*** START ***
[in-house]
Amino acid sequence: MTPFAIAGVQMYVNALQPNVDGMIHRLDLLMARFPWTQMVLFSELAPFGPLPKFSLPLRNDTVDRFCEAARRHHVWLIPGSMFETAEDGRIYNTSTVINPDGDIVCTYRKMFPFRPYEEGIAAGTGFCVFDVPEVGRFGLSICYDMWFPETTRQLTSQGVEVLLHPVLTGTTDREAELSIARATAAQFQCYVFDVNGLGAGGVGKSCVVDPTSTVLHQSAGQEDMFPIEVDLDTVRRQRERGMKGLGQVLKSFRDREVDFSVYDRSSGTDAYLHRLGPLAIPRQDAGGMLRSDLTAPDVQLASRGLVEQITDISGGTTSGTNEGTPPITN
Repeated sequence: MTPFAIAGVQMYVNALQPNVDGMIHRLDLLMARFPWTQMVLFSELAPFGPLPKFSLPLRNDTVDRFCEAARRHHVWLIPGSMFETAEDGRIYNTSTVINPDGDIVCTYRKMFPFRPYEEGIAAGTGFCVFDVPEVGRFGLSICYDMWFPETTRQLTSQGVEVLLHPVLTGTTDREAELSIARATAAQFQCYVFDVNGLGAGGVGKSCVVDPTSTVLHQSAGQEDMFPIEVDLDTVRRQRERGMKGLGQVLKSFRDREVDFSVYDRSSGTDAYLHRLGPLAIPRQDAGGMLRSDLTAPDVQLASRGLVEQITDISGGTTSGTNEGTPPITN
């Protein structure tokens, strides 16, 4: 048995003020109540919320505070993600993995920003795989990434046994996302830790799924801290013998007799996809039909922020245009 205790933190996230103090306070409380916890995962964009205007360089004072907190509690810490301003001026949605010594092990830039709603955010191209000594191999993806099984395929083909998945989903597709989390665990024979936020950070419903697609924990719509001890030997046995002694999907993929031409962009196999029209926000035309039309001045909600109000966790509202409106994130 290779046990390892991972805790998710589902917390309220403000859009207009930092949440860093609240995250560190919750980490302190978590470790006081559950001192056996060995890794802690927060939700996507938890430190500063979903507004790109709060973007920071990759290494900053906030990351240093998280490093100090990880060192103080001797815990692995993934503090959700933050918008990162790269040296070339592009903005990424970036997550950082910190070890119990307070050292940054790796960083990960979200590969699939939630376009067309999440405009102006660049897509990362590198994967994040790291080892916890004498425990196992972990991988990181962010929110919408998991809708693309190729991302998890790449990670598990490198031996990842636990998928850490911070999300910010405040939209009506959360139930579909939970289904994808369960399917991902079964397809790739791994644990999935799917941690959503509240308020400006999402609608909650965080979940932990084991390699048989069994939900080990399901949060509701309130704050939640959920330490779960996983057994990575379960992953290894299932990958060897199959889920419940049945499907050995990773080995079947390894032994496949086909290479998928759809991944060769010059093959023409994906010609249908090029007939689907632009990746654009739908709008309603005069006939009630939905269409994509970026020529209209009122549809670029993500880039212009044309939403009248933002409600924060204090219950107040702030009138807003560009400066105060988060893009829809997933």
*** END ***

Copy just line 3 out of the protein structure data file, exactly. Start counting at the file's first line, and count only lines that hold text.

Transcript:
Repeated sequence: MTPFAIAGVQMYVNALQPNVDGMIHRLDLLMARFPWTQMVLFSELAPFGPLPKFSLPLRNDTVDRFCEAARRHHVWLIPGSMFETAEDGRIYNTSTVINPDGDIVCTYRKMFPFRPYEEGIAAGTGFCVFDVPEVGRFGLSICYDMWFPETTRQLTSQGVEVLLHPVLTGTTDREAELSIARATAAQFQCYVFDVNGLGAGGVGKSCVVDPTSTVLHQSAGQEDMFPIEVDLDTVRRQRERGMKGLGQVLKSFRDREVDFSVYDRSSGTDAYLHRLGPLAIPRQDAGGMLRSDLTAPDVQLASRGLVEQITDISGGTTSGTNEGTPPITN